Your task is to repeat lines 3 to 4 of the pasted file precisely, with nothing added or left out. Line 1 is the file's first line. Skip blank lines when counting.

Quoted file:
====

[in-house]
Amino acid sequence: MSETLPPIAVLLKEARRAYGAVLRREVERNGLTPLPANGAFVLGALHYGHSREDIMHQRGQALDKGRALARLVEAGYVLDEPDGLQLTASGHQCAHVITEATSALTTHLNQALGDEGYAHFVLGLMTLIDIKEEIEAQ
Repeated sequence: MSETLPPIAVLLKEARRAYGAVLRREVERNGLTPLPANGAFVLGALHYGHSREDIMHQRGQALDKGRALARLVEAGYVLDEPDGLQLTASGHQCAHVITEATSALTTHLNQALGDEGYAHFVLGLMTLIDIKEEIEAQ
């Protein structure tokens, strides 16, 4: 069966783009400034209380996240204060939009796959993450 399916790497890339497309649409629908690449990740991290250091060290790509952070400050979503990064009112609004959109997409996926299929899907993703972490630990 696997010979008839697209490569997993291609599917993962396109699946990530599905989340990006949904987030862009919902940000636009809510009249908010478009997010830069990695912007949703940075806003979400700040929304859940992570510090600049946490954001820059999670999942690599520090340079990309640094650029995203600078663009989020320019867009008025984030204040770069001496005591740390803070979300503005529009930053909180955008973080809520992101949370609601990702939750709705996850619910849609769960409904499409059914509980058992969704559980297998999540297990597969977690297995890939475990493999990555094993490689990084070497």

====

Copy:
Repeated sequence: MSETLPPIAVLLKEARRAYGAVLRREVERNGLTPLPANGAFVLGALHYGHSREDIMHQRGQALDKGRALARLVEAGYVLDEPDGLQLTASGHQCAHVITEATSALTTHLNQALGDEGYAHFVLGLMTLIDIKEEIEAQ
């Protein structure tokens, strides 16, 4: 069966783009400034209380996240204060939009796959993450 399916790497890339497309649409629908690449990740991290250091060290790509952070400050979503990064009112609004959109997409996926299929899907993703972490630990 696997010979008839697209490569997993291609599917993962396109699946990530599905989340990006949904987030862009919902940000636009809510009249908010478009997010830069990695912007949703940075806003979400700040929304859940992570510090600049946490954001820059999670999942690599520090340079990309640094650029995203600078663009989020320019867009008025984030204040770069001496005591740390803070979300503005529009930053909180955008973080809520992101949370609601990702939750709705996850619910849609769960409904499409059914509980058992969704559980297998999540297990597969977690297995890939475990493999990555094993490689990084070497």